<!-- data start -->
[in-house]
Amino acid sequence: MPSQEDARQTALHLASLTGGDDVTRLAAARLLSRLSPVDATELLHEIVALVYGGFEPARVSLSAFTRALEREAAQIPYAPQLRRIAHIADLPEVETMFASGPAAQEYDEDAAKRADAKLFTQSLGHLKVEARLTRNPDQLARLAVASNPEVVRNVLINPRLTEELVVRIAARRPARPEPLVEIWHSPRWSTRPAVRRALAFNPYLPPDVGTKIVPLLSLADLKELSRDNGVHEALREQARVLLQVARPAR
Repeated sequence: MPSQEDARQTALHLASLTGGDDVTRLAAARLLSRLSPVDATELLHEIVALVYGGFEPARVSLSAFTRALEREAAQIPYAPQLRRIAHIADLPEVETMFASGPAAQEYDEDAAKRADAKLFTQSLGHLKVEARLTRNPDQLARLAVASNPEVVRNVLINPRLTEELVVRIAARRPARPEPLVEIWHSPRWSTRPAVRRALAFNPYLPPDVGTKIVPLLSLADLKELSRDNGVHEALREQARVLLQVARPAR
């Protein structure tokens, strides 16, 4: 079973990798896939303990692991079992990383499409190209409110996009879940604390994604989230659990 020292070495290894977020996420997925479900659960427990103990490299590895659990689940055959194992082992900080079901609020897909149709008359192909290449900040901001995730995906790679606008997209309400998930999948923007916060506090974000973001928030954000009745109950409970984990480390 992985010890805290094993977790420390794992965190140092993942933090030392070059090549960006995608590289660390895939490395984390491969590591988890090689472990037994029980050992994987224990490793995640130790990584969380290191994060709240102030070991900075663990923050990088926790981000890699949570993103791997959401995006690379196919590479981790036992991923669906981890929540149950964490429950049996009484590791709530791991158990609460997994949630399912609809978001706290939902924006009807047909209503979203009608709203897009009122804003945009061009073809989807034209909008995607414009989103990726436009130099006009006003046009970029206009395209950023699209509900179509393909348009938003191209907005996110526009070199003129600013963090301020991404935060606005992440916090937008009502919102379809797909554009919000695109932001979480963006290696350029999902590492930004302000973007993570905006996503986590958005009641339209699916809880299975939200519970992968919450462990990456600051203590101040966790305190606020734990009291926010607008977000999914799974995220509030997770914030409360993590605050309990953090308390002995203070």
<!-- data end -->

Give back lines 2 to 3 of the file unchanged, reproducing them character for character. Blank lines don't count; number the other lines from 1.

Amino acid sequence: MPSQEDARQTALHLASLTGGDDVTRLAAARLLSRLSPVDATELLHEIVALVYGGFEPARVSLSAFTRALEREAAQIPYAPQLRRIAHIADLPEVETMFASGPAAQEYDEDAAKRADAKLFTQSLGHLKVEARLTRNPDQLARLAVASNPEVVRNVLINPRLTEELVVRIAARRPARPEPLVEIWHSPRWSTRPAVRRALAFNPYLPPDVGTKIVPLLSLADLKELSRDNGVHEALREQARVLLQVARPAR
Repeated sequence: MPSQEDARQTALHLASLTGGDDVTRLAAARLLSRLSPVDATELLHEIVALVYGGFEPARVSLSAFTRALEREAAQIPYAPQLRRIAHIADLPEVETMFASGPAAQEYDEDAAKRADAKLFTQSLGHLKVEARLTRNPDQLARLAVASNPEVVRNVLINPRLTEELVVRIAARRPARPEPLVEIWHSPRWSTRPAVRRALAFNPYLPPDVGTKIVPLLSLADLKELSRDNGVHEALREQARVLLQVARPAR